Administrative law – Decisions reviewed – Minister of Health – Judicial review – Practice and procedure – Discovery – Professions – Pharmacists – PharmaCare Enrollment Agreement – Access to information – Production of records
Community Outreach Pharmacy Ltd. v. British Columbia (Minister of Health),  B.C.J. No. 1836, 2017 BCSC 1634, British Columbia Supreme Court, September 15, 2017, K.N. Affleck J.
The Pharmacy had applied for judicial review of a decision of the Minister refusing to enroll it in PharmaCare and of a decision to repay about $1.4 million dollars following an audit.The Pharmacy sought production of several documents that were considered by the Minister in making its decision, including sampled claims that were copied by the Minister and used in the audit, and a number of other classes of documents including all correspondence about the decision-making processes including by government lawyers beyond legal advice. The Pharmacy also sought production of documents showing the number of pharmacies enrolled by the Minister who had been found to have circumvented Ministry policies, the number of pharmacies temporarily enrolled by the Minister whose enrollments were subsequently considered under a cancellation of enrollment process, and documents showing error rates found in audits in pharmacies from 2012 to the present.
In the judicial review, the Pharmacy contended that it was not given an opportunity to make submissions in the preparation of the draft audit report, nor sufficient time to respond to the draft report findings. The Minister gave notice to the Pharmacy of its intention to deny the application for enrollment in PharmaCare on the basis of the interim findings of the draft audit. The Pharmacy’s requests for more time to respond to the issues raised were refused, as were many of its requests for information and documentation. The Pharmacy argued that it had no means to determine how the decision-making processes were structured or how responsibility was divided amongst the participants because of the lack of documents.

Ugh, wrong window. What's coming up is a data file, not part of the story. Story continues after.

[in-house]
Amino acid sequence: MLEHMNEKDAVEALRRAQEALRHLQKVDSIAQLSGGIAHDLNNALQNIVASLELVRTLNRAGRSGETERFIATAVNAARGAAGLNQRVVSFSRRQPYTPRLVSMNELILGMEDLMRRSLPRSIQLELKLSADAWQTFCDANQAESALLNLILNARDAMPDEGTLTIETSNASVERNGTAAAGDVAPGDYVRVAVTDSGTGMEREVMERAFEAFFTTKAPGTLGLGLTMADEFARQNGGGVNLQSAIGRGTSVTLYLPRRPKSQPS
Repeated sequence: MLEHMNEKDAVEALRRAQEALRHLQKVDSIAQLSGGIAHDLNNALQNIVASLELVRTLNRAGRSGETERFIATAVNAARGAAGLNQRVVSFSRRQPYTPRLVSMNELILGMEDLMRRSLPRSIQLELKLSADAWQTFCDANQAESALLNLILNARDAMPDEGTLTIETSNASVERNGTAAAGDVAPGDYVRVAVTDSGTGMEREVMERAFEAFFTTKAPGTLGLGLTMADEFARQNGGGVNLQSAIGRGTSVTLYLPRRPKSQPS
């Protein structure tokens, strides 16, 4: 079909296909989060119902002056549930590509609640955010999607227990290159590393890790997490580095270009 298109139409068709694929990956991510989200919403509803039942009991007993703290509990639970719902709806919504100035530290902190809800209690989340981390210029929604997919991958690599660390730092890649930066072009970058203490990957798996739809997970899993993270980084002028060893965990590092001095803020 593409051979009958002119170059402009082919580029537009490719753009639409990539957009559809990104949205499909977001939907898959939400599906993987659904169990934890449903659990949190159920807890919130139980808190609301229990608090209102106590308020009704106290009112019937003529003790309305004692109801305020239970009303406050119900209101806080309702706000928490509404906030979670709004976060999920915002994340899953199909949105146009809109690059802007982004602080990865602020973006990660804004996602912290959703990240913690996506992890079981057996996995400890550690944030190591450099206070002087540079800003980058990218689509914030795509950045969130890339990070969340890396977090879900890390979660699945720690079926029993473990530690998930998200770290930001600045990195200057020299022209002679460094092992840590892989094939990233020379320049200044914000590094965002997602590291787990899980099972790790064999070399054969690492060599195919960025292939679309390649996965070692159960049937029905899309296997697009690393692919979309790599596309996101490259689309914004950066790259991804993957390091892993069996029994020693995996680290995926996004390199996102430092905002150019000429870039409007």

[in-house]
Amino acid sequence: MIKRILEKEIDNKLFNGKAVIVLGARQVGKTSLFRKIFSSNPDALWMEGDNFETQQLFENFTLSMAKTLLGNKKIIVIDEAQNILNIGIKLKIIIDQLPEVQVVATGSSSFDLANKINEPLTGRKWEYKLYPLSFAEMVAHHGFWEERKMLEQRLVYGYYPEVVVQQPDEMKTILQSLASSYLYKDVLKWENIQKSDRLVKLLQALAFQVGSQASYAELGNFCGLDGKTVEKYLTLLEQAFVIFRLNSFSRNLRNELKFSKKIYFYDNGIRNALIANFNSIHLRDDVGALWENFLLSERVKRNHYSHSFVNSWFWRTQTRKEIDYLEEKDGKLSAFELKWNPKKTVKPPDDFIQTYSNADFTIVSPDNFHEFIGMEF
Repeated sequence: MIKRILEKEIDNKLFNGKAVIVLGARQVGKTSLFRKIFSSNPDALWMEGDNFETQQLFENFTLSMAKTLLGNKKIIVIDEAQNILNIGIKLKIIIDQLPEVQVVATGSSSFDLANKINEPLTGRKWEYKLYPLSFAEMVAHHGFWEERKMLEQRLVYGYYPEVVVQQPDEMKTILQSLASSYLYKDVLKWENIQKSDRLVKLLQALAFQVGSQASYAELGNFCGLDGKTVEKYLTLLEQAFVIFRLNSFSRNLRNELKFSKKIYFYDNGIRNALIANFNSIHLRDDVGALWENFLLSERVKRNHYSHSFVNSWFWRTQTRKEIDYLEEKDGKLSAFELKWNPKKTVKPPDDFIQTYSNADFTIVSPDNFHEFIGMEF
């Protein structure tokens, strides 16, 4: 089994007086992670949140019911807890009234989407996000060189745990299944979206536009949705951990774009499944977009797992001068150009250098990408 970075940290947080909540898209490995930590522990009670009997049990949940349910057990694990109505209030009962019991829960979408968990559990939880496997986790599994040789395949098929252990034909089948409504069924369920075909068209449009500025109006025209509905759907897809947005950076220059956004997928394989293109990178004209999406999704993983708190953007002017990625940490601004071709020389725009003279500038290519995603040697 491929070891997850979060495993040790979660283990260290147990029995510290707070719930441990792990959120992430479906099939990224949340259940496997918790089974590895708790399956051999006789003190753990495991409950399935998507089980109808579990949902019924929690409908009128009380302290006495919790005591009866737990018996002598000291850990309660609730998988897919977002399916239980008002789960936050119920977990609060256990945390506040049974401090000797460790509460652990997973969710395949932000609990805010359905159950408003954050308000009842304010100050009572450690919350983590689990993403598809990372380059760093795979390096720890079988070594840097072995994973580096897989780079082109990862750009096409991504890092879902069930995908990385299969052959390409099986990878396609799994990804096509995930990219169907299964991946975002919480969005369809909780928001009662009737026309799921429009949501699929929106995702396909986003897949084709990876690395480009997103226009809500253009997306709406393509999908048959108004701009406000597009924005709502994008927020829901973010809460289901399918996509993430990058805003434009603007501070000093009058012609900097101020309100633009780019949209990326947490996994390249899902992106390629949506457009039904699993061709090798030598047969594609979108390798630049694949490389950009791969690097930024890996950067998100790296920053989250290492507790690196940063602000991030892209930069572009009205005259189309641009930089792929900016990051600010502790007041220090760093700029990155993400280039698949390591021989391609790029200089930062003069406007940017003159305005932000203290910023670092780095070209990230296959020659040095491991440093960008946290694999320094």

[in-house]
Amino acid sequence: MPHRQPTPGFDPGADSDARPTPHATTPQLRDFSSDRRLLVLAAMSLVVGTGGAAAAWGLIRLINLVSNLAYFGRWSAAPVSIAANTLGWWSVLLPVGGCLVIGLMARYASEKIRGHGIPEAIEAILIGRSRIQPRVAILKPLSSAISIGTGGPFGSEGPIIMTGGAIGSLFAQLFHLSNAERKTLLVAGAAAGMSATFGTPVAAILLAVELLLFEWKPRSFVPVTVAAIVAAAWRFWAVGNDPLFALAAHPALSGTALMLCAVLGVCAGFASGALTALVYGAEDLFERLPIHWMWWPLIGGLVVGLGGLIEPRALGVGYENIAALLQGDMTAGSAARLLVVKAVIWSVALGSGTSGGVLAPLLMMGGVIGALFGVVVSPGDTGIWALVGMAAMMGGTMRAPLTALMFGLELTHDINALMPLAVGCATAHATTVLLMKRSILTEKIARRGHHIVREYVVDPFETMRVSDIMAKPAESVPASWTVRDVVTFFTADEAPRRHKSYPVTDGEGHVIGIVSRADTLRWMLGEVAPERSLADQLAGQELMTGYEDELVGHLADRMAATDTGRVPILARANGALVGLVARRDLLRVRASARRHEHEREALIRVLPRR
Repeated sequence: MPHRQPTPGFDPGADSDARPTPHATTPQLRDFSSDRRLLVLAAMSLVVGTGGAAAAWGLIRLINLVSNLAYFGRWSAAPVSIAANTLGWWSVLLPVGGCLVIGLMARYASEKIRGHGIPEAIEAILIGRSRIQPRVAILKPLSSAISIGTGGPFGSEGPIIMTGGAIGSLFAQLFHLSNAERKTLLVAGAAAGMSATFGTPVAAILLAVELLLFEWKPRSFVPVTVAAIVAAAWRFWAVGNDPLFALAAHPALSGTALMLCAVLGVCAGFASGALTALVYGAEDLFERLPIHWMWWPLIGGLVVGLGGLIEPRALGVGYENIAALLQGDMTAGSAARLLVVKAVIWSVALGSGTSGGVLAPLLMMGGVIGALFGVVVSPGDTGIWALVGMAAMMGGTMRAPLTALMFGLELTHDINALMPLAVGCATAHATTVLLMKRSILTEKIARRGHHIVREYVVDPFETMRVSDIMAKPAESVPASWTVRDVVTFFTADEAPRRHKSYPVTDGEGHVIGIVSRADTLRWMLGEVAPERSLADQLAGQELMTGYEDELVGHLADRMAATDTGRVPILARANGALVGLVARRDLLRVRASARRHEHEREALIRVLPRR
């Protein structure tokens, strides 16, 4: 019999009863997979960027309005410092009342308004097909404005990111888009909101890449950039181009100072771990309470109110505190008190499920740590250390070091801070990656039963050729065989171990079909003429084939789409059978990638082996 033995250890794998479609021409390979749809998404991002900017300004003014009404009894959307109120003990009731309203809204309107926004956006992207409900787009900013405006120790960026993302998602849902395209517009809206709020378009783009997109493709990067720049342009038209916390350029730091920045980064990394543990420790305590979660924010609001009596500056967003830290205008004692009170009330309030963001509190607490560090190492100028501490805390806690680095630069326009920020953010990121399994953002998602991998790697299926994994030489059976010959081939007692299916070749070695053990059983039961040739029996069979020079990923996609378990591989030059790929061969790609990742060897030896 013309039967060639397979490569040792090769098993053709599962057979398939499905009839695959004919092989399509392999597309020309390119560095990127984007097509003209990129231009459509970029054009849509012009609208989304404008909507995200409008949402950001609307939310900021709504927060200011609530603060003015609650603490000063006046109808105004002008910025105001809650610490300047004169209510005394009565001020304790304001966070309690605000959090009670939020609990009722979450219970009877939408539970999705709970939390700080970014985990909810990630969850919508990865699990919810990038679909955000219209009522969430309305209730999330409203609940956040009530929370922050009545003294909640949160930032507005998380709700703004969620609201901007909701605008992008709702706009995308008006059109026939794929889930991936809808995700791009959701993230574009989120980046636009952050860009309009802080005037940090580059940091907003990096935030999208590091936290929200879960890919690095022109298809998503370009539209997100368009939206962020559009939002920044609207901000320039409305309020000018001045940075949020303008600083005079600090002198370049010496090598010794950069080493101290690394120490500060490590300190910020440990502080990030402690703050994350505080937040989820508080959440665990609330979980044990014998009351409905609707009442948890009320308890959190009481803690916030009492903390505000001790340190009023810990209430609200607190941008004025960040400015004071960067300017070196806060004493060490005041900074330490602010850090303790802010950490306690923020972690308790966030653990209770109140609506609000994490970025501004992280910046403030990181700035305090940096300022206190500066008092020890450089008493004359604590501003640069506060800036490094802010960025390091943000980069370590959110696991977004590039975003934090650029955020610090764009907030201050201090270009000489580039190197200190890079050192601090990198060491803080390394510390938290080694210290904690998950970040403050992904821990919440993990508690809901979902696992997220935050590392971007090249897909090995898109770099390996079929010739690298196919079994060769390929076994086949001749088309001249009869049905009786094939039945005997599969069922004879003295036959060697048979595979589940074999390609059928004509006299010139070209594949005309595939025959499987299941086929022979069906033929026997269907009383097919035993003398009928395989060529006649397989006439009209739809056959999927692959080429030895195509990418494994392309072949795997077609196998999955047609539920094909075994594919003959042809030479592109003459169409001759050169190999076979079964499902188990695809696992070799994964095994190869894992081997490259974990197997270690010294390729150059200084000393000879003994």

The Minister argued that the purpose of judicial review would be subverted by the breadth of the order that was being requested and that it is the role of a court on judicial review to consider only the record which was before the decision-maker. The court found that although the Pharmacy was only entitled to documents that form part of the “record of proceedings”, the Pharmacy must rely entirely upon the Minister to disclose those documents which the Minister views as part of the record. If the Minister takes a narrow view of the record, the petitioner is necessarily left in the dark.
The record of the proceeding was too minimal. It would be difficult for the court to determine if the two decisions (enrolment denial and audit findings), were lawfully made. The Minister argued that the Pharmacy should not be entitled to a discovery of documents that might be available only by bringing an action by notice of civil claim. The decision-maker or -makers were uncertain and that the process by which the decisions were made was opaque. The Pharmacy had no practical means to challenge the audit or the enrollment decisions without many of the documents described. Documents that were not considered by the decision-makers were not required to be disclosed and would not form part of the record of proceedings. However, documents considered by the decision-makers were ordered disclosed.
The documents generally showing the number of pharmacies enrolled by the Minister which had been found to circumvent the Minister’s policies, or the number of pharmacies temporarily enrolled by the Minister as part of the denial of enrollment process whose enrollments were reconsidered, and documents showing error rates found in audits of other pharmacies, were irrelevant and not ordered produced.
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